The Importance of a Safe Space for Teens Finding Their Gender Identities by Ryan

March 22, 2017

 

The Importance of a Safe Space for Teens Finding Their Gender Identities

With a president in office that riles up everyone in the nation, many people let out their true feelings of discrimination. While many groups are targeted, I’ll be focusing on one topic, making LGBTQ+ feel safe in schools, focusing on transgender students. Transgender citizens across the United States are worried. They are worried about the future. Having this much worry is awful and to have it as a teen is even worse.

Being teen is hard enough. Most teens strive for good grades, great social life, and a sense of acceptance in themselves as they try to find out who they are. While teens don’t actually need to do soon, teens feel the need to define who they are and then choose to be proud of it or not. Transgender teens have the struggle of really finding out their gender identity and hoping that they are safe in their home, school, community. While some families can be accepting of their children, others are not, and that’s where the true discrimination begins. Families that are discriminatory teach their kids to be discriminatory. While I’m sure that no three year old is going to have a significant mindset to want to change genders, kids learn most of how they think at these ages. If acceptance and peacefulness was taught at a young age, at an older age, these kids would be more compassionate or at least not aggressively prejudiced towards minority groups. Having a safe environment at a young age is vital for any teen coming to terms with their identities. An example of a school that tried, and succeeded, to make their transgender students feel safe was at a school in Kentucky. Maddie Dalton, a transgender student, was coming to terms with her gender identity as a girl and it stirred up some problems at the school at first. Some parents did not want their girls to use the same bathroom as Maddie did. The school, Atherton High School, was trying to please both sides with the bathroom situation by giving a unisex bathroom for Maddie’s use, but Maddie informed them that that wasn’t what she was looking for. She just wanted to use the girls bathroom because she’s a girl and being told to use a different restroom lets her be an outlier and different and possibly makes her a target for harassment. The school eventually let Maddie use the bathroom of the gender she identified with, and while some people didn’t agree, they eventually just got over it and everyone just used the bathroom in peace. Maddie’s coming out and the whole bathroom situation led to more kids coming out as transgender because they felt like it was a safer environment.

It is vital that a safe environment is set and shown because even if it’s a safe place, some teens may not see it as one and that hinders their ability to make a move on their identities. In that story, the people with the most problems with transgender kids in certain bathrooms were the parents, and because of the intensity of discrimination, some people can’t win against it. An example of this is Mack Beggs, a transgender boy who loves to wrestle. By rules, he wasn’t allowed to wrestle against other boys, it was go with the rules or give up the sport, so he and his family went with the rules. But then Mack won the girls’ 110-pound category in a state tournament and people were not happy. Some people deemed it unfair, that because Mack was taking testosterone, he was cheating. Mack didn’t want to cheat or have an advantage so he took reasonable doses of testosterone. Some people forfeited matches because they didn’t think it was fair, well mainly their parents did. Mack did what he was told to do and still faced people being mad at what he does. In an environment where the odds are against you, it’s hard to win.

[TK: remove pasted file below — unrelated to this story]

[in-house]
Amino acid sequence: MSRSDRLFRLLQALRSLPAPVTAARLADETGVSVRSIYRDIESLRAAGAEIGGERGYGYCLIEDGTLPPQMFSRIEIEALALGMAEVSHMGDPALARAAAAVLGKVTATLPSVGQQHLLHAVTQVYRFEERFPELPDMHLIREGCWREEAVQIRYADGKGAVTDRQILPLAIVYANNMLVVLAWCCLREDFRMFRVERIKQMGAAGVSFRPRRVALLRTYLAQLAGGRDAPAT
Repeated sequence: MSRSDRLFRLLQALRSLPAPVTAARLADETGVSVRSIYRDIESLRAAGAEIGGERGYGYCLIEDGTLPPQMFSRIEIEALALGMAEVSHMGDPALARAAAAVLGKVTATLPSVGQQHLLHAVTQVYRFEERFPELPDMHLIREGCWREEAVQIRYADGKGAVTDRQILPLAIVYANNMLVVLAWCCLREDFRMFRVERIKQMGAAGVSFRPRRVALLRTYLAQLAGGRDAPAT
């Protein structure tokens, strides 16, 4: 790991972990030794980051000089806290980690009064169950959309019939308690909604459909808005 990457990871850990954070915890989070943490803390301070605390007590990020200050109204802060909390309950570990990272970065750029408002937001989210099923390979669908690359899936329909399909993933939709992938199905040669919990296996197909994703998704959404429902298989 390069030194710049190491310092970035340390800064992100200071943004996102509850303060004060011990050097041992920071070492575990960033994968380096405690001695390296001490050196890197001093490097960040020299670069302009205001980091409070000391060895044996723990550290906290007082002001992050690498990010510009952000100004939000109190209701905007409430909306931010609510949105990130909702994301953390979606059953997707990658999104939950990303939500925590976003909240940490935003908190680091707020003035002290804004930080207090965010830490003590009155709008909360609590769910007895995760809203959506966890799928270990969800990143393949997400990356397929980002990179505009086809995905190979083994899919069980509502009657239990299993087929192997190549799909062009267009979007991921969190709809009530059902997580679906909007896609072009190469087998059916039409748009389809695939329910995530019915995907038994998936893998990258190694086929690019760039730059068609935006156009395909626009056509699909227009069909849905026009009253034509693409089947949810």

Teens absolutely need a safe place. Personally, I’ve had an amazing school and family to help me come to terms with my gender identity. Discovering I was pangender, meaning I identify as all genders and use pronouns he, she, and they, I had a easy time. While I can’t directly relate to a transgender teen as I can go into a bathroom labeled as my gender that’s on my birth certificate, I can understand that feeling of wanting to be accepted and safe. Without acceptance and safety, teens have a hard time. UCLA interviewed 6,000 people and 42% of trans women and 46% of trans men admitted to having attempted suicide in 2014. This isn’t even counting recent numbers as trans rights are being tampered with.

I think overall, my words I’d hope to be remembered are, “students need a safe environment to find themselves and need to be taught to accept others as they are.” As discrimination rises, we need to band together to fight it, and it starts with our youth.

 

Sincerely,

 

Joseph Morales

https://www.youthvoices.live/transsafehaven/